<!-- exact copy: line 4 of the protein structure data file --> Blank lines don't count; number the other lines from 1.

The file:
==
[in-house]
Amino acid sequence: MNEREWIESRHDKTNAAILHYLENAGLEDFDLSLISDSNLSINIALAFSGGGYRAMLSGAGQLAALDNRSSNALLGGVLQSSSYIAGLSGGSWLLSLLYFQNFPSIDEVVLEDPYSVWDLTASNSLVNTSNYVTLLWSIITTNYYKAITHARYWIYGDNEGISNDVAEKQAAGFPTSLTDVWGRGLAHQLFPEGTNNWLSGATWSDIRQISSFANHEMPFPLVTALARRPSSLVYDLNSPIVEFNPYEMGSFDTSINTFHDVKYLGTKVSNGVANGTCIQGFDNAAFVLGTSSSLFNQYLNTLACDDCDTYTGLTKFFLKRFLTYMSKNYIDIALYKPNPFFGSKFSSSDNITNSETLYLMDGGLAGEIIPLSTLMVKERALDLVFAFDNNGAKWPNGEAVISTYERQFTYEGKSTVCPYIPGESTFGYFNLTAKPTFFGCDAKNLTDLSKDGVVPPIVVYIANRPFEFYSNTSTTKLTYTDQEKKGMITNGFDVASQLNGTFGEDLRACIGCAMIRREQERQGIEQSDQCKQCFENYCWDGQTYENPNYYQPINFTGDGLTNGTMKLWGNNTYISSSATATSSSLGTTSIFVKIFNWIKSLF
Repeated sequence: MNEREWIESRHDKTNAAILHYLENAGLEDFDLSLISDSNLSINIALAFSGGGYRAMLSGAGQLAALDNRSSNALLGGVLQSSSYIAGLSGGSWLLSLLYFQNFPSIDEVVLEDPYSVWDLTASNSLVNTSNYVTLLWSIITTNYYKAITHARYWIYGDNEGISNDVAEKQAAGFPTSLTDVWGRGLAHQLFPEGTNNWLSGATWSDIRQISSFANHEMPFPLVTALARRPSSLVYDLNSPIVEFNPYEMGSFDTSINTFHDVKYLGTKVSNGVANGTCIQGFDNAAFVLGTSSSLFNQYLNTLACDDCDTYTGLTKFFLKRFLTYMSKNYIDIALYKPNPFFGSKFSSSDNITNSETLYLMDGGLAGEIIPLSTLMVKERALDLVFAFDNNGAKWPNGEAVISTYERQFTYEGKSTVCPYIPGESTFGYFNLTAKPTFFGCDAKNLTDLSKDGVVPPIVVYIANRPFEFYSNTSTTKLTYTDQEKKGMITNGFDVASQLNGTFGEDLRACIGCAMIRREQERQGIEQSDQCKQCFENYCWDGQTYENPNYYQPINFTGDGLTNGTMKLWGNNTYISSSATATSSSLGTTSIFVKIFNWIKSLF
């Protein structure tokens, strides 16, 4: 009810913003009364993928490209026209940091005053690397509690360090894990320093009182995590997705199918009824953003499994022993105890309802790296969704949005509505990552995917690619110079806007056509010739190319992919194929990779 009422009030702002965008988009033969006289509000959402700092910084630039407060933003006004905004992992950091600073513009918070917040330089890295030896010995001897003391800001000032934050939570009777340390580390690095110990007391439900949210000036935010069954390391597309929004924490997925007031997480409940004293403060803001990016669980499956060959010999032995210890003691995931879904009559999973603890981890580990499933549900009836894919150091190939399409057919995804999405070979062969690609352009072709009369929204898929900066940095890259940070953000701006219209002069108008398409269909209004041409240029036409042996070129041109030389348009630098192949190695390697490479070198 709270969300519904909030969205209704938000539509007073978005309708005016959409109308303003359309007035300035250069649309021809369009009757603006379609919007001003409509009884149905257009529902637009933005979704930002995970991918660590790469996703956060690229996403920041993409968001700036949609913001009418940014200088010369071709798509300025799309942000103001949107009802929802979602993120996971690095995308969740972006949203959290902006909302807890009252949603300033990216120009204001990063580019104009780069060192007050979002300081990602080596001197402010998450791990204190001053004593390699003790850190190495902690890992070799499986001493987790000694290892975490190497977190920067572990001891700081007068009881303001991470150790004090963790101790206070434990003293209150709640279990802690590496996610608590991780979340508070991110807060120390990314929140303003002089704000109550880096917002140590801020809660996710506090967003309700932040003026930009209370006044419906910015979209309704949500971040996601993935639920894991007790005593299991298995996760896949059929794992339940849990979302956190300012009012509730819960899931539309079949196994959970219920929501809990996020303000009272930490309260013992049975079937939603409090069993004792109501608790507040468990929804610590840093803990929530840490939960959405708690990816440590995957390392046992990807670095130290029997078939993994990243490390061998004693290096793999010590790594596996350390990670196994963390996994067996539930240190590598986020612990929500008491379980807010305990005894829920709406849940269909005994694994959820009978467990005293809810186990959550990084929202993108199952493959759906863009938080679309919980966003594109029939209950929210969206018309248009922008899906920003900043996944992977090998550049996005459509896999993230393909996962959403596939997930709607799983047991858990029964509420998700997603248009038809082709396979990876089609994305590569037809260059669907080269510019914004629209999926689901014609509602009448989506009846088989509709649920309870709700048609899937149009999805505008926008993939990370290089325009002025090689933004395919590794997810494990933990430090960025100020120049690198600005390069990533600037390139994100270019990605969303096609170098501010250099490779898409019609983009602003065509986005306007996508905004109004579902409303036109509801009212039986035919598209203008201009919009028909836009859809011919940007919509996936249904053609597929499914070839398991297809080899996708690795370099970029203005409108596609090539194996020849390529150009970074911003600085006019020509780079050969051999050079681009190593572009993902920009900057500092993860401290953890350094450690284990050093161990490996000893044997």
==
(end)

């Protein structure tokens, strides 16, 4: 009810913003009364993928490209026209940091005053690397509690360090894990320093009182995590997705199918009824953003499994022993105890309802790296969704949005509505990552995917690619110079806007056509010739190319992919194929990779 009422009030702002965008988009033969006289509000959402700092910084630039407060933003006004905004992992950091600073513009918070917040330089890295030896010995001897003391800001000032934050939570009777340390580390690095110990007391439900949210000036935010069954390391597309929004924490997925007031997480409940004293403060803001990016669980499956060959010999032995210890003691995931879904009559999973603890981890580990499933549900009836894919150091190939399409057919995804999405070979062969690609352009072709009369929204898929900066940095890259940070953000701006219209002069108008398409269909209004041409240029036409042996070129041109030389348009630098192949190695390697490479070198 709270969300519904909030969205209704938000539509007073978005309708005016959409109308303003359309007035300035250069649309021809369009009757603006379609919007001003409509009884149905257009529902637009933005979704930002995970991918660590790469996703956060690229996403920041993409968001700036949609913001009418940014200088010369071709798509300025799309942000103001949107009802929802979602993120996971690095995308969740972006949203959290902006909302807890009252949603300033990216120009204001990063580019104009780069060192007050979002300081990602080596001197402010998450791990204190001053004593390699003790850190190495902690890992070799499986001493987790000694290892975490190497977190920067572990001891700081007068009881303001991470150790004090963790101790206070434990003293209150709640279990802690590496996610608590991780979340508070991110807060120390990314929140303003002089704000109550880096917002140590801020809660996710506090967003309700932040003026930009209370006044419906910015979209309704949500971040996601993935639920894991007790005593299991298995996760896949059929794992339940849990979302956190300012009012509730819960899931539309079949196994959970219920929501809990996020303000009272930490309260013992049975079937939603409090069993004792109501608790507040468990929804610590840093803990929530840490939960959405708690990816440590995957390392046992990807670095130290029997078939993994990243490390061998004693290096793999010590790594596996350390990670196994963390996994067996539930240190590598986020612990929500008491379980807010305990005894829920709406849940269909005994694994959820009978467990005293809810186990959550990084929202993108199952493959759906863009938080679309919980966003594109029939209950929210969206018309248009922008899906920003900043996944992977090998550049996005459509896999993230393909996962959403596939997930709607799983047991858990029964509420998700997603248009038809082709396979990876089609994305590569037809260059669907080269510019914004629209999926689901014609509602009448989506009846088989509709649920309870709700048609899937149009999805505008926008993939990370290089325009002025090689933004395919590794997810494990933990430090960025100020120049690198600005390069990533600037390139994100270019990605969303096609170098501010250099490779898409019609983009602003065509986005306007996508905004109004579902409303036109509801009212039986035919598209203008201009919009028909836009859809011919940007919509996936249904053609597929499914070839398991297809080899996708690795370099970029203005409108596609090539194996020849390529150009970074911003600085006019020509780079050969051999050079681009190593572009993902920009900057500092993860401290953890350094450690284990050093161990490996000893044997």